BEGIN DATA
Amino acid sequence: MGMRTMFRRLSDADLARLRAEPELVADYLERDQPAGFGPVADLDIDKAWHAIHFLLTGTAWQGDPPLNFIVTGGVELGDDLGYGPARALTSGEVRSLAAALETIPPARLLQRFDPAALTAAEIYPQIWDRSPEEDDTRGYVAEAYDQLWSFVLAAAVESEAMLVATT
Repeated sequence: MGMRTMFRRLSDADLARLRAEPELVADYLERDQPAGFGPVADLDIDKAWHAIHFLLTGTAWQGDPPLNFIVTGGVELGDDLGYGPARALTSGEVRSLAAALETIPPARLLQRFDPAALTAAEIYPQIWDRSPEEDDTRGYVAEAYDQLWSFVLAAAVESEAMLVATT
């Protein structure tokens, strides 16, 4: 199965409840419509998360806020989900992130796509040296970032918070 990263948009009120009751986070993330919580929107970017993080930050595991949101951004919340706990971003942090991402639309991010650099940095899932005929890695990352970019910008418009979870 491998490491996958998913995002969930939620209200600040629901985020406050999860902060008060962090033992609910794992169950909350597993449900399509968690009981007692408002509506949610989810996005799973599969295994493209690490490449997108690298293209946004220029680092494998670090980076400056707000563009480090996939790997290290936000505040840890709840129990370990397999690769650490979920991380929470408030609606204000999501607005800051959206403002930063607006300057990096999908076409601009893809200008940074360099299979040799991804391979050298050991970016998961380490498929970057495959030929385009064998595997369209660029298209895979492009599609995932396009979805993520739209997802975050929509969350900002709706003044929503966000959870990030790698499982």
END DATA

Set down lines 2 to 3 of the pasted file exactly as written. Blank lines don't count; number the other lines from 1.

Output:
Repeated sequence: MGMRTMFRRLSDADLARLRAEPELVADYLERDQPAGFGPVADLDIDKAWHAIHFLLTGTAWQGDPPLNFIVTGGVELGDDLGYGPARALTSGEVRSLAAALETIPPARLLQRFDPAALTAAEIYPQIWDRSPEEDDTRGYVAEAYDQLWSFVLAAAVESEAMLVATT
């Protein structure tokens, strides 16, 4: 199965409840419509998360806020989900992130796509040296970032918070 990263948009009120009751986070993330919580929107970017993080930050595991949101951004919340706990971003942090991402639309991010650099940095899932005929890695990352970019910008418009979870 491998490491996958998913995002969930939620209200600040629901985020406050999860902060008060962090033992609910794992169950909350597993449900399509968690009981007692408002509506949610989810996005799973599969295994493209690490490449997108690298293209946004220029680092494998670090980076400056707000563009480090996939790997290290936000505040840890709840129990370990397999690769650490979920991380929470408030609606204000999501607005800051959206403002930063607006300057990096999908076409601009893809200008940074360099299979040799991804391979050298050991970016998961380490498929970057495959030929385009064998595997369209660029298209895979492009599609995932396009979805993520739209997802975050929509969350900002709706003044929503966000959870990030790698499982």